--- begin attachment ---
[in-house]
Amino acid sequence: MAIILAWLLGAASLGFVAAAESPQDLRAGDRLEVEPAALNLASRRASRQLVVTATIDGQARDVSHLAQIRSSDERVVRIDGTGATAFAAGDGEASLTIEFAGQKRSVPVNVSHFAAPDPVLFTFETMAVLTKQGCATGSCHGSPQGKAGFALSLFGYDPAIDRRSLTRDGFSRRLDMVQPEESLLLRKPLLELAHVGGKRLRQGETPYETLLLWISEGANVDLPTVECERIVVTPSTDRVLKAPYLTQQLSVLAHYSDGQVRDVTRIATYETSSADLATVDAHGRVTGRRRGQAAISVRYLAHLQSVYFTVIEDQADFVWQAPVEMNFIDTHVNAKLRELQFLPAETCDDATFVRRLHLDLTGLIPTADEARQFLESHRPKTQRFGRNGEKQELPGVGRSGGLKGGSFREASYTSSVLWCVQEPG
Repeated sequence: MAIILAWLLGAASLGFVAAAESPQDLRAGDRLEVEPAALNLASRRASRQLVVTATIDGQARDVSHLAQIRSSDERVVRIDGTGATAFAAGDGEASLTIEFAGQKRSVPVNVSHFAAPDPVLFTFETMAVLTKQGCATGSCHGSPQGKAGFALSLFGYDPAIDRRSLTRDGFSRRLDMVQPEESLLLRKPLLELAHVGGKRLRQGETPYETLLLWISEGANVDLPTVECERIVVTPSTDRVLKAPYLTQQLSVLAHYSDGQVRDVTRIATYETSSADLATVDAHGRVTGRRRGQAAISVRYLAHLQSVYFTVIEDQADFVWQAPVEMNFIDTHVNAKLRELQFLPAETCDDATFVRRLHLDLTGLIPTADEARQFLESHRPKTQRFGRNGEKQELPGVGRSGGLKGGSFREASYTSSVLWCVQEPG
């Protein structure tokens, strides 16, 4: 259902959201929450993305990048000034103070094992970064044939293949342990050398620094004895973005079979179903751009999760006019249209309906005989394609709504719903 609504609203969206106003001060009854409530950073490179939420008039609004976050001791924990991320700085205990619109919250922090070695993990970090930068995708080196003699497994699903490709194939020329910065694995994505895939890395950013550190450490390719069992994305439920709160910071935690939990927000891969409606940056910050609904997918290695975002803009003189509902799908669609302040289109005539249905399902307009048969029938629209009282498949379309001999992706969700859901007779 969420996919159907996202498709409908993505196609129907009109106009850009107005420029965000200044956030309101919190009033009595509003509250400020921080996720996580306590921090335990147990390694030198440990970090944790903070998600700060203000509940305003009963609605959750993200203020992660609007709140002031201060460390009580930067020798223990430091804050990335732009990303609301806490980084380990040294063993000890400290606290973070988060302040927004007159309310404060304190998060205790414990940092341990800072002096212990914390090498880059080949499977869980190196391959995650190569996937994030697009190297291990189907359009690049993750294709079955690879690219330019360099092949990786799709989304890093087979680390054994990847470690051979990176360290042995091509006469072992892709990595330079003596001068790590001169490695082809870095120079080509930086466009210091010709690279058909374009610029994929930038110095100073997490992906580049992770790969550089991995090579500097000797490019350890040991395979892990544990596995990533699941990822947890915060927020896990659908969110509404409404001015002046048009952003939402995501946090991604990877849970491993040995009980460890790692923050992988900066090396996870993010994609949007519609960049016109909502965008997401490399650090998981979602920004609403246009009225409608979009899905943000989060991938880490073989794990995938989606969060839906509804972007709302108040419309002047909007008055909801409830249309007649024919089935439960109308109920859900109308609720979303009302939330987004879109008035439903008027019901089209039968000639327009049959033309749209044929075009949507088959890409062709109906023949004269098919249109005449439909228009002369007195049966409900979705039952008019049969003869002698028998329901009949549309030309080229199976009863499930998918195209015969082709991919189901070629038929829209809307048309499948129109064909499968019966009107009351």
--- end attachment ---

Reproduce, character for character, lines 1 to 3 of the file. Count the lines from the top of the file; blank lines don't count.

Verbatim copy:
[in-house]
Amino acid sequence: MAIILAWLLGAASLGFVAAAESPQDLRAGDRLEVEPAALNLASRRASRQLVVTATIDGQARDVSHLAQIRSSDERVVRIDGTGATAFAAGDGEASLTIEFAGQKRSVPVNVSHFAAPDPVLFTFETMAVLTKQGCATGSCHGSPQGKAGFALSLFGYDPAIDRRSLTRDGFSRRLDMVQPEESLLLRKPLLELAHVGGKRLRQGETPYETLLLWISEGANVDLPTVECERIVVTPSTDRVLKAPYLTQQLSVLAHYSDGQVRDVTRIATYETSSADLATVDAHGRVTGRRRGQAAISVRYLAHLQSVYFTVIEDQADFVWQAPVEMNFIDTHVNAKLRELQFLPAETCDDATFVRRLHLDLTGLIPTADEARQFLESHRPKTQRFGRNGEKQELPGVGRSGGLKGGSFREASYTSSVLWCVQEPG
Repeated sequence: MAIILAWLLGAASLGFVAAAESPQDLRAGDRLEVEPAALNLASRRASRQLVVTATIDGQARDVSHLAQIRSSDERVVRIDGTGATAFAAGDGEASLTIEFAGQKRSVPVNVSHFAAPDPVLFTFETMAVLTKQGCATGSCHGSPQGKAGFALSLFGYDPAIDRRSLTRDGFSRRLDMVQPEESLLLRKPLLELAHVGGKRLRQGETPYETLLLWISEGANVDLPTVECERIVVTPSTDRVLKAPYLTQQLSVLAHYSDGQVRDVTRIATYETSSADLATVDAHGRVTGRRRGQAAISVRYLAHLQSVYFTVIEDQADFVWQAPVEMNFIDTHVNAKLRELQFLPAETCDDATFVRRLHLDLTGLIPTADEARQFLESHRPKTQRFGRNGEKQELPGVGRSGGLKGGSFREASYTSSVLWCVQEPG